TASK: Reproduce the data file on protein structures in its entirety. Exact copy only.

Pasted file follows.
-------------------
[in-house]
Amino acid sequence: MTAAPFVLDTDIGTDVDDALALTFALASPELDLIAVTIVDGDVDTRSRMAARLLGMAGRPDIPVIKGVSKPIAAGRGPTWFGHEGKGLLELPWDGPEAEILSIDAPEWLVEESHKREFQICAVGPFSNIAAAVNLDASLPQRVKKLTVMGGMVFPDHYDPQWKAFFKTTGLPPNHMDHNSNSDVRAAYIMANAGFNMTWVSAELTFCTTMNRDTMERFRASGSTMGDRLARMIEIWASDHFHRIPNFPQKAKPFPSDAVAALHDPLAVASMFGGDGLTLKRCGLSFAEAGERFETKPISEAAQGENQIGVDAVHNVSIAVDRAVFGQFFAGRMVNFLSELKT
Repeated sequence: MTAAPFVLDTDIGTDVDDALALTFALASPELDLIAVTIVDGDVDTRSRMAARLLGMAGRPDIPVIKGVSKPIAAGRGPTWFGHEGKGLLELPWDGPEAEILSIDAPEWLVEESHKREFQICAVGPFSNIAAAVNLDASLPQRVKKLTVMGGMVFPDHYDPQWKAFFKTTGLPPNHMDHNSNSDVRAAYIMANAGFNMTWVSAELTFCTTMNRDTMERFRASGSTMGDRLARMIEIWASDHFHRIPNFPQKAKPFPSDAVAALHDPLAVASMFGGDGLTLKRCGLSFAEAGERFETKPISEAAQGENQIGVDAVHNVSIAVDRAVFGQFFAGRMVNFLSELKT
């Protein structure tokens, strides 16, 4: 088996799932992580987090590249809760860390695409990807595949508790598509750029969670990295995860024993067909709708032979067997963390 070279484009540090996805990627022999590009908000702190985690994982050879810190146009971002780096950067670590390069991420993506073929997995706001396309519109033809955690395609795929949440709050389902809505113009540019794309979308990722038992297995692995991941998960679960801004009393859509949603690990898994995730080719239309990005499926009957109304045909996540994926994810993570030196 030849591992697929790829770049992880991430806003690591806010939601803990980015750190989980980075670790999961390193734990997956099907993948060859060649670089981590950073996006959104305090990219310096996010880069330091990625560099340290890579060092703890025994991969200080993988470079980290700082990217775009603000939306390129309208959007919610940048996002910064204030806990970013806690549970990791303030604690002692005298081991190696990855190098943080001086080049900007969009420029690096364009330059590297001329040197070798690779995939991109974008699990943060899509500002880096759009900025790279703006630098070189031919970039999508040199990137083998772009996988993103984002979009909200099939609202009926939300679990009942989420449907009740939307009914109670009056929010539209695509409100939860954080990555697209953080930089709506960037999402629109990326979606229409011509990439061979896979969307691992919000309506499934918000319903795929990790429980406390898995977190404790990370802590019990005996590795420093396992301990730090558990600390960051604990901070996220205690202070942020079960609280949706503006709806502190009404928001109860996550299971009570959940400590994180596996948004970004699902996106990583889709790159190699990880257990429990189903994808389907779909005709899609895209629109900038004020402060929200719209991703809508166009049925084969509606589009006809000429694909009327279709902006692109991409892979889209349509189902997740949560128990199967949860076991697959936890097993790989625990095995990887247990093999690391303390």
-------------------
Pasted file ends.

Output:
[in-house]
Amino acid sequence: MTAAPFVLDTDIGTDVDDALALTFALASPELDLIAVTIVDGDVDTRSRMAARLLGMAGRPDIPVIKGVSKPIAAGRGPTWFGHEGKGLLELPWDGPEAEILSIDAPEWLVEESHKREFQICAVGPFSNIAAAVNLDASLPQRVKKLTVMGGMVFPDHYDPQWKAFFKTTGLPPNHMDHNSNSDVRAAYIMANAGFNMTWVSAELTFCTTMNRDTMERFRASGSTMGDRLARMIEIWASDHFHRIPNFPQKAKPFPSDAVAALHDPLAVASMFGGDGLTLKRCGLSFAEAGERFETKPISEAAQGENQIGVDAVHNVSIAVDRAVFGQFFAGRMVNFLSELKT
Repeated sequence: MTAAPFVLDTDIGTDVDDALALTFALASPELDLIAVTIVDGDVDTRSRMAARLLGMAGRPDIPVIKGVSKPIAAGRGPTWFGHEGKGLLELPWDGPEAEILSIDAPEWLVEESHKREFQICAVGPFSNIAAAVNLDASLPQRVKKLTVMGGMVFPDHYDPQWKAFFKTTGLPPNHMDHNSNSDVRAAYIMANAGFNMTWVSAELTFCTTMNRDTMERFRASGSTMGDRLARMIEIWASDHFHRIPNFPQKAKPFPSDAVAALHDPLAVASMFGGDGLTLKRCGLSFAEAGERFETKPISEAAQGENQIGVDAVHNVSIAVDRAVFGQFFAGRMVNFLSELKT
């Protein structure tokens, strides 16, 4: 088996799932992580987090590249809760860390695409990807595949508790598509750029969670990295995860024993067909709708032979067997963390 070279484009540090996805990627022999590009908000702190985690994982050879810190146009971002780096950067670590390069991420993506073929997995706001396309519109033809955690395609795929949440709050389902809505113009540019794309979308990722038992297995692995991941998960679960801004009393859509949603690990898994995730080719239309990005499926009957109304045909996540994926994810993570030196 030849591992697929790829770049992880991430806003690591806010939601803990980015750190989980980075670790999961390193734990997956099907993948060859060649670089981590950073996006959104305090990219310096996010880069330091990625560099340290890579060092703890025994991969200080993988470079980290700082990217775009603000939306390129309208959007919610940048996002910064204030806990970013806690549970990791303030604690002692005298081991190696990855190098943080001086080049900007969009420029690096364009330059590297001329040197070798690779995939991109974008699990943060899509500002880096759009900025790279703006630098070189031919970039999508040199990137083998772009996988993103984002979009909200099939609202009926939300679990009942989420449907009740939307009914109670009056929010539209695509409100939860954080990555697209953080930089709506960037999402629109990326979606229409011509990439061979896979969307691992919000309506499934918000319903795929990790429980406390898995977190404790990370802590019990005996590795420093396992301990730090558990600390960051604990901070996220205690202070942020079960609280949706503006709806502190009404928001109860996550299971009570959940400590994180596996948004970004699902996106990583889709790159190699990880257990429990189903994808389907779909005709899609895209629109900038004020402060929200719209991703809508166009049925084969509606589009006809000429694909009327279709902006692109991409892979889209349509189902997740949560128990199967949860076991697959936890097993790989625990095995990887247990093999690391303390």